STEM: Be a Builder, Architect, Engineer

Room 1 experimented with some future career possibilities, inspired by our ‘Mall in the Hall’ inquiry focus. 

As we look forward to our Business and Careers Expo on 2 September, we decided to have a go at becoming builders, architects and engineers in a range of STEM projects. STEM stands for Science, Technology, Engineering and Maths. Rather than teaching these as separate and discrete subjects, STEM integrates them into ‘interdependent’ learning opportunities based on real-world applications. Students were provided with materials - ice block sticks, rubber bands and rolls of tape only. 

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In the morning block, students were builders, creating the tallest or most original building. After designing plans and collaborating with classmates, results were announced:

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Tallest building - Declyn and Keanu 33cm

Most intricate design - Harry

Most interesting concept - Lizzie and Asharntay

Cosiest building - Lauren

Tallest tower - Adam 30cm

Tallest wall - Tori and Jorja 33cm

Best two-storey tent - Chelsea and Finn

Sturdiest structure - Stella

Cutest design - Bella T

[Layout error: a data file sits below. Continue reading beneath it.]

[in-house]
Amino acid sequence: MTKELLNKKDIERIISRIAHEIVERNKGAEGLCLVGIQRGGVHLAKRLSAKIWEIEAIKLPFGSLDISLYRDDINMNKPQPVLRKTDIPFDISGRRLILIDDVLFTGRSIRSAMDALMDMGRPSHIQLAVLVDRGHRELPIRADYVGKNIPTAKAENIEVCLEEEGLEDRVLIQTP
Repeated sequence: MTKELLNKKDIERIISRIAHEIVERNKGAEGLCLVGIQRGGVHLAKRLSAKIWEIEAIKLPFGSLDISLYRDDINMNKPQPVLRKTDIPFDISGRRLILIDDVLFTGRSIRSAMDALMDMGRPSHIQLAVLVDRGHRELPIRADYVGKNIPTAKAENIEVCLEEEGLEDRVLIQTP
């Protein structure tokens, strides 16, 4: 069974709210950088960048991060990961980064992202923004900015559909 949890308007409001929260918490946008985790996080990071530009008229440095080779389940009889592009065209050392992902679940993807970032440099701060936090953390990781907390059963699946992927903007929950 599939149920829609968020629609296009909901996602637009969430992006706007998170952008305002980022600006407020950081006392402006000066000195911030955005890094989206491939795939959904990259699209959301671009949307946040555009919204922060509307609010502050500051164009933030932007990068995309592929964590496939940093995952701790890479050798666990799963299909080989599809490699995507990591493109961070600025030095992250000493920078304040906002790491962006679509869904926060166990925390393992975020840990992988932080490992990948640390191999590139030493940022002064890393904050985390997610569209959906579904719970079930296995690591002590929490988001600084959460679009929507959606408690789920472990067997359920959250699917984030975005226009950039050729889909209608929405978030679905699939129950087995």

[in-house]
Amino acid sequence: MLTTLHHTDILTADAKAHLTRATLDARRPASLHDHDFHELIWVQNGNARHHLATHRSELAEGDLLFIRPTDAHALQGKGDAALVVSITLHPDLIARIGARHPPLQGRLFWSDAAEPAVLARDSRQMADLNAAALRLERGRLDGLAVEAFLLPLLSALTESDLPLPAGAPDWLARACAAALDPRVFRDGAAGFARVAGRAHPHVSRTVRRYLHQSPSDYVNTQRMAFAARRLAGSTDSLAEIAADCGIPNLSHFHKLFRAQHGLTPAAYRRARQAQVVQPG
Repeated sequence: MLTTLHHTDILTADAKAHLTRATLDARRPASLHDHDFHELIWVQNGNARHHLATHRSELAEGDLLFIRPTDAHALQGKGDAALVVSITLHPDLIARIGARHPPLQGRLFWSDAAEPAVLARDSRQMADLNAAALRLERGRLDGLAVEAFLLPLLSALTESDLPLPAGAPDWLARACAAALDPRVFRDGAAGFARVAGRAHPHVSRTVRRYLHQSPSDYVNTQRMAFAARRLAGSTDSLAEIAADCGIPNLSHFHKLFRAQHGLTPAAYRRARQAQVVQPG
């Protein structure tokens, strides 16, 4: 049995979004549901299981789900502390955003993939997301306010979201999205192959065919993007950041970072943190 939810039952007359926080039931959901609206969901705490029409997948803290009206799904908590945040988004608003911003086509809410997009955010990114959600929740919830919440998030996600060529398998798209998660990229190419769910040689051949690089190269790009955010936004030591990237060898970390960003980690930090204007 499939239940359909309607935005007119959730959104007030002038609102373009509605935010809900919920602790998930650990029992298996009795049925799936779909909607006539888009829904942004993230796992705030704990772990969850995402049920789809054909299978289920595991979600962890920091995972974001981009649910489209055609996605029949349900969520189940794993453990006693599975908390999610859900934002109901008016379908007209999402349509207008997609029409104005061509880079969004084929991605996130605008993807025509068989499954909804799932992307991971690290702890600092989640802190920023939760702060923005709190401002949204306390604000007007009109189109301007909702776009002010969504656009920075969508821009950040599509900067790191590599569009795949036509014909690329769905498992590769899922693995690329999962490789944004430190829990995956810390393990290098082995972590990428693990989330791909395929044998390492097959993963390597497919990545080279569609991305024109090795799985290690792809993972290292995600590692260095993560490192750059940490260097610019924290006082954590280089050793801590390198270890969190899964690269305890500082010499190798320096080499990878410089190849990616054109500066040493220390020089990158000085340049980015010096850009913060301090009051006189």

Best design using no tape - Holly

Strongest design - Nathan, Asti and Baylee

Most perseverance - Evie and Bella F

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In the middle block during electives, students were architects, learning about blueprints, birds’ eye views and labelling. The afternoon gave students the opportunity to be more creative and make designs of their own choosing. Catapults were popular, and many followed basic instructions on YouTube to make a successful prototype. Check out our short video.

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My tower was the tallest. It was 33cm. It fell over a few times so we had to fix it. Tori

My building won’t break. Nathan

My building is actually a giant lounge chair. Lizzie

Mine is a bunny shape. Bella T

Watch the catapult video here

Key competencies used by students were participating and contributing, and relating to others. These skills don’t always come naturally. We have to learn to listen and take on others’ ideas and to keep trying when it gets hard.

Students enjoyed the day of STEM. Ministry of Education website Te Kete Ipurangi (TKI) states that students who participate in STEM learning: 

  • think outside the box

  • feel safe to express innovative and creative ideas 

  • feel comfortable doing hands-on learning

  • take ownership over their learning

  • work collaboratively with others

  • understand the ways that science, maths, and technology work together

  • become increasingly curious about the world around them and feel empowered to change it for the better.

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Keywords: STEM, electives, Mall in the Hall

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